Imagine a glass building which can harvest energy from solar power.
Sounds incredible, right? Well, a recent study by scientists has shown that a transparent solar panel, if placed between the panes of double-glazed windows, could extract energy from the sun.
Now, the only challenge with this research is that scientists need to find an effective process to maximize cell's energy without compromising transparency.
The University of Michigan conducted the research in August. According to the researchers, they set the record for color-neutral, transparent solar cells.
The team was able to discover that these transparent solar panels were able to achieve 8.1 percent efficiency and 43.3 percent transparency with an organic or carbon-based design rather than conventional silicon.
The cells have a slight green tint but the team claims that the green tint resembles the gray colour of sunglasses or car windows.
Stephen Forrest, a Peter A Franken Distinguished University Professor of Engineering, led a team of researchers from North Carolina State University, Soochow University in China, and SLAC National Accelerator Laboratory.
According to Stephen Forrest, "Windows, which are on the face of every building, are an ideal location for organic solar cells because they offer something silicon can't, which is a combination of very high efficiency and very high visible transparency."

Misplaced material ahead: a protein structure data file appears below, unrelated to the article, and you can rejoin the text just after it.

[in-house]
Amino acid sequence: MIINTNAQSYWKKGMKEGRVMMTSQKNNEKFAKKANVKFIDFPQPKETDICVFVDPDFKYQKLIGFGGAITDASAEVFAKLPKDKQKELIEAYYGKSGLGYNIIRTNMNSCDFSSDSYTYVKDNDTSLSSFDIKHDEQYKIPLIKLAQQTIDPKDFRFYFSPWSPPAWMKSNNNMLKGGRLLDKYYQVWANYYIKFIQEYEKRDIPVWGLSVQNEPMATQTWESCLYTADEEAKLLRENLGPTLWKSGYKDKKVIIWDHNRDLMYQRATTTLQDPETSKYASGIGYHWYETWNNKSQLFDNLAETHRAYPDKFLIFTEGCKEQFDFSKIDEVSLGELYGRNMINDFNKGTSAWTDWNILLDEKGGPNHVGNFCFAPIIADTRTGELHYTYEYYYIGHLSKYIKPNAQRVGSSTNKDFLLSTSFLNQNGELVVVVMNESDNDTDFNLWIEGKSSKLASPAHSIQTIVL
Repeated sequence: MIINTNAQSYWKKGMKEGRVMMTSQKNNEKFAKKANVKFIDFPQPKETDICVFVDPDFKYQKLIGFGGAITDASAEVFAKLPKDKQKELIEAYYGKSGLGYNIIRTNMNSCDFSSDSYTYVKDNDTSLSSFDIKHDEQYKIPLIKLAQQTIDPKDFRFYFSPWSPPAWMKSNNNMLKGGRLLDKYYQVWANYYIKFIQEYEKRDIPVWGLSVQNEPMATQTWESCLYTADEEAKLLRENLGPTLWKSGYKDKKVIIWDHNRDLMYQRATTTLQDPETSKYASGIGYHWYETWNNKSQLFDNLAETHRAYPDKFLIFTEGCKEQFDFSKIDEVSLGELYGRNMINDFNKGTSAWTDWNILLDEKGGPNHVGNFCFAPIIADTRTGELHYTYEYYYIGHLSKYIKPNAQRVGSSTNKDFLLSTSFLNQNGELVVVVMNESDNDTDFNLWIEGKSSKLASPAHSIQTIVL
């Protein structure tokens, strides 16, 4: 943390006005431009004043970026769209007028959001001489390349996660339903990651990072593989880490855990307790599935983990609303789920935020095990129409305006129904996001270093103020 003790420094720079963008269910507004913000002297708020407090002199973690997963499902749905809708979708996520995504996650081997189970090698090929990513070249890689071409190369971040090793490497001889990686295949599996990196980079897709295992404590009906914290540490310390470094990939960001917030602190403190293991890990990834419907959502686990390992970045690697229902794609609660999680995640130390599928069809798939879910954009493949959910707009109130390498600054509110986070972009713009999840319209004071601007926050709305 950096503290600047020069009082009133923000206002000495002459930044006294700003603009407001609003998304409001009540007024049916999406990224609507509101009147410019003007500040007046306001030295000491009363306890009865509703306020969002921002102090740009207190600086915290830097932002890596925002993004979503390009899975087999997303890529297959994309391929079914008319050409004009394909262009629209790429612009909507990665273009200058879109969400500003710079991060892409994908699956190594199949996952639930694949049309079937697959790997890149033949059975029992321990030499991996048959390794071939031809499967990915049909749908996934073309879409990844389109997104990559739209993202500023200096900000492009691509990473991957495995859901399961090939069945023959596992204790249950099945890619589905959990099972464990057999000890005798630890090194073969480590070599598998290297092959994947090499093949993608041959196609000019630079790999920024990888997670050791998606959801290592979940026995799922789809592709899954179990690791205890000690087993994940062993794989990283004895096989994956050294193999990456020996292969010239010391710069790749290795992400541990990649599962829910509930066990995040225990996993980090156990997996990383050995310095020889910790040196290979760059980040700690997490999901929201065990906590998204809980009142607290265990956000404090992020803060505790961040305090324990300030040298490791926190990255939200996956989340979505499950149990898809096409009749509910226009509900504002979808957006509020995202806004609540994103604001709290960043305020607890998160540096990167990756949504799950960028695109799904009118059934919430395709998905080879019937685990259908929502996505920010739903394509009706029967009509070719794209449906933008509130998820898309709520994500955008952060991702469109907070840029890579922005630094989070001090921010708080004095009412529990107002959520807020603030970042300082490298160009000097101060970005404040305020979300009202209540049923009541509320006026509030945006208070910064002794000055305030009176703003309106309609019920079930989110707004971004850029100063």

Ideally, buildings which have glass exteriors have a coating on them that reflects and absorbs some of the light to reduce the brightness and stop the house from becoming too hot.
The researcher believes that rather than discarding the energy, the transparent solar panels could use it to provide some of the building's electricity needs.
Transparent solar cells can measure light utilization efficiency. This tells us how much energy from the light hitting the window can be converted to either electricity or transmitted light within the interior.
UbiQD, an advanced materials company in New Mexico uses "quantum dots", which are microscopic particles to manipulate light to harvest solar energy. They believe that these "quantum dots" could also be integrated with windows.
Hunter Mcdaniel, founder and CEO of UbiQD, said in 2017, "We envision a world where sunlight harvesting is ubiquitous, a future where our cities are powered by quantum dot-tinted glass on skyscrapers."